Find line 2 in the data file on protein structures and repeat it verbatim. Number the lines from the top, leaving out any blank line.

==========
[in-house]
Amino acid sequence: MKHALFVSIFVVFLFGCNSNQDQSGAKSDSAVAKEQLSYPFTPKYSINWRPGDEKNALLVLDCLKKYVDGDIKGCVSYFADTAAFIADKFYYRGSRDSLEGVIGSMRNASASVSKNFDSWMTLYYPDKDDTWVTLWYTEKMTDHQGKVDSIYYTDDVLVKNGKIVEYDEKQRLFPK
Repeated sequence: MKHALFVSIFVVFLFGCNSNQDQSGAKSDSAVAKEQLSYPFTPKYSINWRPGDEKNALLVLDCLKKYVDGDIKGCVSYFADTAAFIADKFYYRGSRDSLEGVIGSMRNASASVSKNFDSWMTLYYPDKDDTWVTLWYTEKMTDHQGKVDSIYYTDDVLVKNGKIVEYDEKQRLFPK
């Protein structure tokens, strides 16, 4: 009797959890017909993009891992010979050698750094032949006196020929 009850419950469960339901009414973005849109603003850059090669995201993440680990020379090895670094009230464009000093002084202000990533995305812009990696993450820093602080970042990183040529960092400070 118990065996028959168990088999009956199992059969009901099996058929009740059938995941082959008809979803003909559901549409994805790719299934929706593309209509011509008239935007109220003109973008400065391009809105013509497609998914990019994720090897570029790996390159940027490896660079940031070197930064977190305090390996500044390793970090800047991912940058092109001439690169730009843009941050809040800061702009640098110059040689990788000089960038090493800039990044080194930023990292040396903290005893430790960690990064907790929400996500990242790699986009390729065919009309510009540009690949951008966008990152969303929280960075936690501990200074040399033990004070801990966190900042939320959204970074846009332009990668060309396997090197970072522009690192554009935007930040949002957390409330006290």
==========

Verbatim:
Amino acid sequence: MKHALFVSIFVVFLFGCNSNQDQSGAKSDSAVAKEQLSYPFTPKYSINWRPGDEKNALLVLDCLKKYVDGDIKGCVSYFADTAAFIADKFYYRGSRDSLEGVIGSMRNASASVSKNFDSWMTLYYPDKDDTWVTLWYTEKMTDHQGKVDSIYYTDDVLVKNGKIVEYDEKQRLFPK